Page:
“I ran the UK’s most popular motorcycle riding / touring group on Meet-up for 4 years, I paid my organiser fees but never charged members for attending, it was done to meet people and socialise, not to make money. Meet-up began taking away all the functions and tools needed by organisers to create good quality events, they destroyed the website to try and force people to do everything from a non functional app! Members were not getting event notifications, other groups were being advertised on our home page, it was a disaster, a shame as it worked well in the beginning. I moved my group away from Meet-up to Groups Place and have never looked back, it has all the tools Meet-up threw away and more, my group now thrives and continues to grow, and for a lot less money, Meet-Up is still going from bad to worse.”
Bryanna — 10/16/19
“I have been with Meetup for a few years looking for social activities. However, in 2016, I was encouraged to start a group to have a social option close to me.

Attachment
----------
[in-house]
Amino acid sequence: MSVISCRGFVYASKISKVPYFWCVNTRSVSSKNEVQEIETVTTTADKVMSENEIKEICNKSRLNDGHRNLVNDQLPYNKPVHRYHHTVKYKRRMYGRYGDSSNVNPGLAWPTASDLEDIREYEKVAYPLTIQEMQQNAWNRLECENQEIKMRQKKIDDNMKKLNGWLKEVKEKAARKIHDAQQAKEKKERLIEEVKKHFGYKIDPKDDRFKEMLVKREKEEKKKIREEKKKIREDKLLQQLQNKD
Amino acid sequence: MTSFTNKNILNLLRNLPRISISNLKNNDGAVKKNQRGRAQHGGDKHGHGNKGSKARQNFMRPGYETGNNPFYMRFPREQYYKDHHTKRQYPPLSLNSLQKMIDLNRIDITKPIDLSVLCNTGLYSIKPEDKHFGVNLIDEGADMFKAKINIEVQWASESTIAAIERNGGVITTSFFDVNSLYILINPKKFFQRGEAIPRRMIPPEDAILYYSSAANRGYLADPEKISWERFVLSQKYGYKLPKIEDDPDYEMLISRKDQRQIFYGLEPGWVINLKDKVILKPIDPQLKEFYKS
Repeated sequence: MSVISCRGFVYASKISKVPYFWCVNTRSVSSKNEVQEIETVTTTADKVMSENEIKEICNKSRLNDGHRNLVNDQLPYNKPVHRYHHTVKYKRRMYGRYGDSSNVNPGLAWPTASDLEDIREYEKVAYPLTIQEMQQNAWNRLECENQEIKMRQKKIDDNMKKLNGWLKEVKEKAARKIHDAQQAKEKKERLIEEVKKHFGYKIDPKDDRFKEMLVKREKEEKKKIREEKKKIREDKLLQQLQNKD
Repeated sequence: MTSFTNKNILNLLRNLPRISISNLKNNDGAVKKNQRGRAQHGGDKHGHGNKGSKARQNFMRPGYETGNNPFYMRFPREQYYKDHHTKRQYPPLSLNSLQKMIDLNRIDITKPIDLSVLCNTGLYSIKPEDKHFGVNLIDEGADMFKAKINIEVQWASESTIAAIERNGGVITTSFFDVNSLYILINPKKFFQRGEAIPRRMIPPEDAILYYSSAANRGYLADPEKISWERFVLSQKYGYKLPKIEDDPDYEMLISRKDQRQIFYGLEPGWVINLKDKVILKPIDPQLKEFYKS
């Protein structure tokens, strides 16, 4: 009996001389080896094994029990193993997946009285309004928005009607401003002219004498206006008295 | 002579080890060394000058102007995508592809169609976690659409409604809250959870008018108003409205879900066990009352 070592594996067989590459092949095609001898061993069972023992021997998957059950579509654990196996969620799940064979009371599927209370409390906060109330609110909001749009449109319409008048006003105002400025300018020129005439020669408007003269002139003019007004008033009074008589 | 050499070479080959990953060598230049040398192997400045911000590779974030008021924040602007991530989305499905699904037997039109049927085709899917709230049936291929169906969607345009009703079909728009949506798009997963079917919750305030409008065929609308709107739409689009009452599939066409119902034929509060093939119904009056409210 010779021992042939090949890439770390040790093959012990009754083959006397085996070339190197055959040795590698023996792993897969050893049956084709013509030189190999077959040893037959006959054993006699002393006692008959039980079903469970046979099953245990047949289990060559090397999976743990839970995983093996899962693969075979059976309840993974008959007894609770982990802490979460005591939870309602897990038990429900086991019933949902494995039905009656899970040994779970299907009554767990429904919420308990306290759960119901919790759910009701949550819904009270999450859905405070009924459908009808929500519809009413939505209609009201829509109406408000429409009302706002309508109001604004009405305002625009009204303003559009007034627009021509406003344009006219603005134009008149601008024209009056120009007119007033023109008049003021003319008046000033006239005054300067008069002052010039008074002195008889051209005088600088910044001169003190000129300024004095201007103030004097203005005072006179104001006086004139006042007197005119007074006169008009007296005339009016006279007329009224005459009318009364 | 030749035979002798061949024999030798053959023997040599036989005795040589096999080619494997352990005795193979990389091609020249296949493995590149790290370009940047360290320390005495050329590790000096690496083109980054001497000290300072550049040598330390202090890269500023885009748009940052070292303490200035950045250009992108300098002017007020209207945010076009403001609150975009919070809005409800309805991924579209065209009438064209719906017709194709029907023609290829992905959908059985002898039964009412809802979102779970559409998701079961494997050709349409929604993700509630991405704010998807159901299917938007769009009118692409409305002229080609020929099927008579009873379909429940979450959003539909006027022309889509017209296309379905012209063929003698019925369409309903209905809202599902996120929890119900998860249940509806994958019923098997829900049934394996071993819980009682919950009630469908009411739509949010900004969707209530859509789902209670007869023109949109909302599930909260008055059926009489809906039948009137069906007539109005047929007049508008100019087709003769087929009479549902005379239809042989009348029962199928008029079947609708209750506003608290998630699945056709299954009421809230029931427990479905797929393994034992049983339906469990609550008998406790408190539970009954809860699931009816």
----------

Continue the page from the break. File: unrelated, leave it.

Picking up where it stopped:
I will say membership and attendance was a lot better in the beginning. After the update, especially with the app, it seems as if Meetup doesn’t send notifications for event updates or discussion board posts? And this might be contributing to the low attendance.
I wish they invested more into the functions for organizers that allow us to keep interactions with members and/or send them updates. The activity is just so low.”
Louis — 10/1/19
“When they changed the site, no longer able to have sponsors, without a fee. Informed that I can no longer send invites to join via email. My group is private. I must send a link now, in the email. Still doesn’t work when perspective member clicks on “Request to join” Haven’t had a new member in months, no matter how many times I send one. People cannot join. Pictures uses to represent the event, should be separate from pictures Taken at the event, this creates double or even triple of the same photos when scheduling more than once. Ready to quit and just use social media events for scheduling.”